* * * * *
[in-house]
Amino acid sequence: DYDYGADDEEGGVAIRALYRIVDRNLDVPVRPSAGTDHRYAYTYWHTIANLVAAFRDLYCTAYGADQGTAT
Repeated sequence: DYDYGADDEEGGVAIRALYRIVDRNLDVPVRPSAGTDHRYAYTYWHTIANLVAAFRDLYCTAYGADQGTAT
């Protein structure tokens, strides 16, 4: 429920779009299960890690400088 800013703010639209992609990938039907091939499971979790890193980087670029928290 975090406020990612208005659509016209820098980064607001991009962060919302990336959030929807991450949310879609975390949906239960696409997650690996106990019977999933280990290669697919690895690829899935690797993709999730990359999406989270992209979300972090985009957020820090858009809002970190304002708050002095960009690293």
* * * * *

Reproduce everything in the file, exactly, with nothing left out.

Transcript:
[in-house]
Amino acid sequence: DYDYGADDEEGGVAIRALYRIVDRNLDVPVRPSAGTDHRYAYTYWHTIANLVAAFRDLYCTAYGADQGTAT
Repeated sequence: DYDYGADDEEGGVAIRALYRIVDRNLDVPVRPSAGTDHRYAYTYWHTIANLVAAFRDLYCTAYGADQGTAT
């Protein structure tokens, strides 16, 4: 429920779009299960890690400088 800013703010639209992609990938039907091939499971979790890193980087670029928290 975090406020990612208005659509016209820098980064607001991009962060919302990336959030929807991450949310879609975390949906239960696409997650690996106990019977999933280990290669697919690895690829899935690797993709999730990359999406989270992209979300972090985009957020820090858009809002970190304002708050002095960009690293």